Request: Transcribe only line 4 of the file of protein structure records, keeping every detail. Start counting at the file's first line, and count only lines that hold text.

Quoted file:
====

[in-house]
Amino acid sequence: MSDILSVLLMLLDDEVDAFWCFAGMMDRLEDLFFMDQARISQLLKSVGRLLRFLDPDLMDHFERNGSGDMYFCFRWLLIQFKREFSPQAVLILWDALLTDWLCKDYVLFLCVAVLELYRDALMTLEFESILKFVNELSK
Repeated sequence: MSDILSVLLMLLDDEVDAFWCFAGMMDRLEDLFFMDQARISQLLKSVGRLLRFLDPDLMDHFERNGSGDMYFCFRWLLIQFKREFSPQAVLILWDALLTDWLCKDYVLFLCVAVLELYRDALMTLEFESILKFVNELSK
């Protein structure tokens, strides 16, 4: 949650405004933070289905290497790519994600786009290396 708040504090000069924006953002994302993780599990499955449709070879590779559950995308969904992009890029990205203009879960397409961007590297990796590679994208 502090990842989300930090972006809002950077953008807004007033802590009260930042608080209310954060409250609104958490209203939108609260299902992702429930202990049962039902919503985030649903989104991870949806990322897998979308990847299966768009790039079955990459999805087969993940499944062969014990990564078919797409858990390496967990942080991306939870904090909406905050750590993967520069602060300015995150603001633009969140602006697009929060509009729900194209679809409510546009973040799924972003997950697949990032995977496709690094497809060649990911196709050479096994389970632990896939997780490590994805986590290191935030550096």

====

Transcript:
């Protein structure tokens, strides 16, 4: 949650405004933070289905290497790519994600786009290396 708040504090000069924006953002994302993780599990499955449709070879590779559950995308969904992009890029990205203009879960397409961007590297990796590679994208 502090990842989300930090972006809002950077953008807004007033802590009260930042608080209310954060409250609104958490209203939108609260299902992702429930202990049962039902919503985030649903989104991870949806990322897998979308990847299966768009790039079955990459999805087969993940499944062969014990990564078919797409858990390496967990942080991306939870904090909406905050750590993967520069602060300015995150603001633009969140602006697009929060509009729900194209679809409510546009973040799924972003997950697949990032995977496709690094497809060649990911196709050479096994389970632990896939997780490590994805986590290191935030550096």